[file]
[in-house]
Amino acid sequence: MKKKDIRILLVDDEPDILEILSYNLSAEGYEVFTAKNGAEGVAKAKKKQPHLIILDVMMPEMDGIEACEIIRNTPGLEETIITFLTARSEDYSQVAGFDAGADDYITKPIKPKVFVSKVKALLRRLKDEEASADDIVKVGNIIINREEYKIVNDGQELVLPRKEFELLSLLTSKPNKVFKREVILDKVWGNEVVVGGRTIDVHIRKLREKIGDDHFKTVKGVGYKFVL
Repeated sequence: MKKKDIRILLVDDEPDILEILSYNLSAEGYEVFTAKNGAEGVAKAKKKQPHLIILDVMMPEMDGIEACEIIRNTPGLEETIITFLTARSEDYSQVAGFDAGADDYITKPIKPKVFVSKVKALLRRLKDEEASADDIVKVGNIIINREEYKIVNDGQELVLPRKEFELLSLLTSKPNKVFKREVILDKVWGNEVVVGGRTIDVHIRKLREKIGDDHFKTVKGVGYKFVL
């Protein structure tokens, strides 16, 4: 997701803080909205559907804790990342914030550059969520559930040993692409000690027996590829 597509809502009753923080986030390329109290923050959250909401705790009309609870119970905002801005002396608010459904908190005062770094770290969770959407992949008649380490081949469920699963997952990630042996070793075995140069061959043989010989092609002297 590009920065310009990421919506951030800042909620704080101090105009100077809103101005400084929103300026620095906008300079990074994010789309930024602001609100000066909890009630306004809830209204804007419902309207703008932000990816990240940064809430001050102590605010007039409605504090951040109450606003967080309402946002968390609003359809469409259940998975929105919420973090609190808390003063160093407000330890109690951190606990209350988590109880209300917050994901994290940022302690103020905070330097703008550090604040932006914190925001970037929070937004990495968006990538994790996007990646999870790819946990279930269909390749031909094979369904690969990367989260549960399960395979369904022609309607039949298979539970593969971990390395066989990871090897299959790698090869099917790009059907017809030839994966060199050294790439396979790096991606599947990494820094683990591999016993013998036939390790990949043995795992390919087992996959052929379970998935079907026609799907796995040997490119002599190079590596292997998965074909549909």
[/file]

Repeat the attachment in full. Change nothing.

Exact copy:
[in-house]
Amino acid sequence: MKKKDIRILLVDDEPDILEILSYNLSAEGYEVFTAKNGAEGVAKAKKKQPHLIILDVMMPEMDGIEACEIIRNTPGLEETIITFLTARSEDYSQVAGFDAGADDYITKPIKPKVFVSKVKALLRRLKDEEASADDIVKVGNIIINREEYKIVNDGQELVLPRKEFELLSLLTSKPNKVFKREVILDKVWGNEVVVGGRTIDVHIRKLREKIGDDHFKTVKGVGYKFVL
Repeated sequence: MKKKDIRILLVDDEPDILEILSYNLSAEGYEVFTAKNGAEGVAKAKKKQPHLIILDVMMPEMDGIEACEIIRNTPGLEETIITFLTARSEDYSQVAGFDAGADDYITKPIKPKVFVSKVKALLRRLKDEEASADDIVKVGNIIINREEYKIVNDGQELVLPRKEFELLSLLTSKPNKVFKREVILDKVWGNEVVVGGRTIDVHIRKLREKIGDDHFKTVKGVGYKFVL
């Protein structure tokens, strides 16, 4: 997701803080909205559907804790990342914030550059969520559930040993692409000690027996590829 597509809502009753923080986030390329109290923050959250909401705790009309609870119970905002801005002396608010459904908190005062770094770290969770959407992949008649380490081949469920699963997952990630042996070793075995140069061959043989010989092609002297 590009920065310009990421919506951030800042909620704080101090105009100077809103101005400084929103300026620095906008300079990074994010789309930024602001609100000066909890009630306004809830209204804007419902309207703008932000990816990240940064809430001050102590605010007039409605504090951040109450606003967080309402946002968390609003359809469409259940998975929105919420973090609190808390003063160093407000330890109690951190606990209350988590109880209300917050994901994290940022302690103020905070330097703008550090604040932006914190925001970037929070937004990495968006990538994790996007990646999870790819946990279930269909390749031909094979369904690969990367989260549960399960395979369904022609309607039949298979539970593969971990390395066989990871090897299959790698090869099917790009059907017809030839994966060199050294790439396979790096991606599947990494820094683990591999016993013998036939390790990949043995795992390919087992996959052929379970998935079907026609799907796995040997490119002599190079590596292997998965074909549909």